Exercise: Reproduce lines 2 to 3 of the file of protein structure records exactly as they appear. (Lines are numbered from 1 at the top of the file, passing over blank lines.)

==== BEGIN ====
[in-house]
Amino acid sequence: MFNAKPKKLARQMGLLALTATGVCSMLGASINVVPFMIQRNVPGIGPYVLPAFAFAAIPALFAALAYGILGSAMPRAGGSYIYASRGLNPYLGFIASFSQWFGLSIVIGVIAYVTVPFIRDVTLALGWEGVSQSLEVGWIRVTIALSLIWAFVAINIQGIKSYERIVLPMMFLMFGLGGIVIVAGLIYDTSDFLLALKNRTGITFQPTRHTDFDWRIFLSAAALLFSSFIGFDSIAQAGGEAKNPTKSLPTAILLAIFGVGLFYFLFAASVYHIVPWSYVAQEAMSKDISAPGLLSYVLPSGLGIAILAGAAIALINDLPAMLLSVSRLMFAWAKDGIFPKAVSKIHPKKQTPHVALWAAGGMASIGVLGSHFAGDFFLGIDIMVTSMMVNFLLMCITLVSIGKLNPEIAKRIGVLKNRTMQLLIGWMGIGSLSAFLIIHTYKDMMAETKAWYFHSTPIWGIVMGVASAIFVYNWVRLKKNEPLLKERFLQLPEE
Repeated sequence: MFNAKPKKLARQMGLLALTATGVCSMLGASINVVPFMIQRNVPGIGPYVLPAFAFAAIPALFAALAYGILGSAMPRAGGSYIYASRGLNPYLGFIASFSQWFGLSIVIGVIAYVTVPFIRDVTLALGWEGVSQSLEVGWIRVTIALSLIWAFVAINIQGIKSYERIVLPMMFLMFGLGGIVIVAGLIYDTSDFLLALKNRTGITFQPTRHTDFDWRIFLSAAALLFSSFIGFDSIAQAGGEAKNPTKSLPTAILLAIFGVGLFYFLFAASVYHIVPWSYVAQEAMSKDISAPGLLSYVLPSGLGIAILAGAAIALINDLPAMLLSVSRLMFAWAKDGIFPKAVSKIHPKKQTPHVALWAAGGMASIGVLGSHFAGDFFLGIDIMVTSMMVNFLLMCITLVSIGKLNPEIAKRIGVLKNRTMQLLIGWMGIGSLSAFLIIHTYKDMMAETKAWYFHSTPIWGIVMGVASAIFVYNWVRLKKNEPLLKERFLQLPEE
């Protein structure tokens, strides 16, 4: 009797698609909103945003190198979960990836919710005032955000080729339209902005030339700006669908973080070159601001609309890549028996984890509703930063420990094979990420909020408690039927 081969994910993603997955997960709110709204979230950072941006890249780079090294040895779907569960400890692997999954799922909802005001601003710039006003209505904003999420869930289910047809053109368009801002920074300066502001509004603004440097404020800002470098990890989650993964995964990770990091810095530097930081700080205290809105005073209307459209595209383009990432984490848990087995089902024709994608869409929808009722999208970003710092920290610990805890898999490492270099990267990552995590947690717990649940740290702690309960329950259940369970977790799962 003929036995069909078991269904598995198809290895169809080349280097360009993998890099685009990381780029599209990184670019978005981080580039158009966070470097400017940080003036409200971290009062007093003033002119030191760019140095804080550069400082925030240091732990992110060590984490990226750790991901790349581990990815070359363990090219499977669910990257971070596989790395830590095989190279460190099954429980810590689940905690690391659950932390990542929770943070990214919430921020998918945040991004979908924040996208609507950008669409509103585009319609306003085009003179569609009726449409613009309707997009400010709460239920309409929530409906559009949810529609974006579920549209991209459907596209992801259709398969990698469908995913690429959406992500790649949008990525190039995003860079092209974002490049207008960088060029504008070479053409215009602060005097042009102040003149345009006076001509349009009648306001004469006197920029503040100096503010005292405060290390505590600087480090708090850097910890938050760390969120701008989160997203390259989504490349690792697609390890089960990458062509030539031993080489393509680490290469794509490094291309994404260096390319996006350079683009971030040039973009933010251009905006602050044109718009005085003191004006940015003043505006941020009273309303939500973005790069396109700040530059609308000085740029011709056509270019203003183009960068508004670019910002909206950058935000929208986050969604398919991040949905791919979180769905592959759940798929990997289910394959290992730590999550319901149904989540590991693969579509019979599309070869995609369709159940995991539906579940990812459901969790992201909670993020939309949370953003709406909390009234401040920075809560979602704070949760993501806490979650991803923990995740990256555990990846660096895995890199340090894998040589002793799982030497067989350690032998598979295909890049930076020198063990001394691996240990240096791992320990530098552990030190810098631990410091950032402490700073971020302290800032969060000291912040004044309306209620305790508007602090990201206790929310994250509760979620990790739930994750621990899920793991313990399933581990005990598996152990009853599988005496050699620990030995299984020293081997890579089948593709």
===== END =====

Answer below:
Amino acid sequence: MFNAKPKKLARQMGLLALTATGVCSMLGASINVVPFMIQRNVPGIGPYVLPAFAFAAIPALFAALAYGILGSAMPRAGGSYIYASRGLNPYLGFIASFSQWFGLSIVIGVIAYVTVPFIRDVTLALGWEGVSQSLEVGWIRVTIALSLIWAFVAINIQGIKSYERIVLPMMFLMFGLGGIVIVAGLIYDTSDFLLALKNRTGITFQPTRHTDFDWRIFLSAAALLFSSFIGFDSIAQAGGEAKNPTKSLPTAILLAIFGVGLFYFLFAASVYHIVPWSYVAQEAMSKDISAPGLLSYVLPSGLGIAILAGAAIALINDLPAMLLSVSRLMFAWAKDGIFPKAVSKIHPKKQTPHVALWAAGGMASIGVLGSHFAGDFFLGIDIMVTSMMVNFLLMCITLVSIGKLNPEIAKRIGVLKNRTMQLLIGWMGIGSLSAFLIIHTYKDMMAETKAWYFHSTPIWGIVMGVASAIFVYNWVRLKKNEPLLKERFLQLPEE
Repeated sequence: MFNAKPKKLARQMGLLALTATGVCSMLGASINVVPFMIQRNVPGIGPYVLPAFAFAAIPALFAALAYGILGSAMPRAGGSYIYASRGLNPYLGFIASFSQWFGLSIVIGVIAYVTVPFIRDVTLALGWEGVSQSLEVGWIRVTIALSLIWAFVAINIQGIKSYERIVLPMMFLMFGLGGIVIVAGLIYDTSDFLLALKNRTGITFQPTRHTDFDWRIFLSAAALLFSSFIGFDSIAQAGGEAKNPTKSLPTAILLAIFGVGLFYFLFAASVYHIVPWSYVAQEAMSKDISAPGLLSYVLPSGLGIAILAGAAIALINDLPAMLLSVSRLMFAWAKDGIFPKAVSKIHPKKQTPHVALWAAGGMASIGVLGSHFAGDFFLGIDIMVTSMMVNFLLMCITLVSIGKLNPEIAKRIGVLKNRTMQLLIGWMGIGSLSAFLIIHTYKDMMAETKAWYFHSTPIWGIVMGVASAIFVYNWVRLKKNEPLLKERFLQLPEE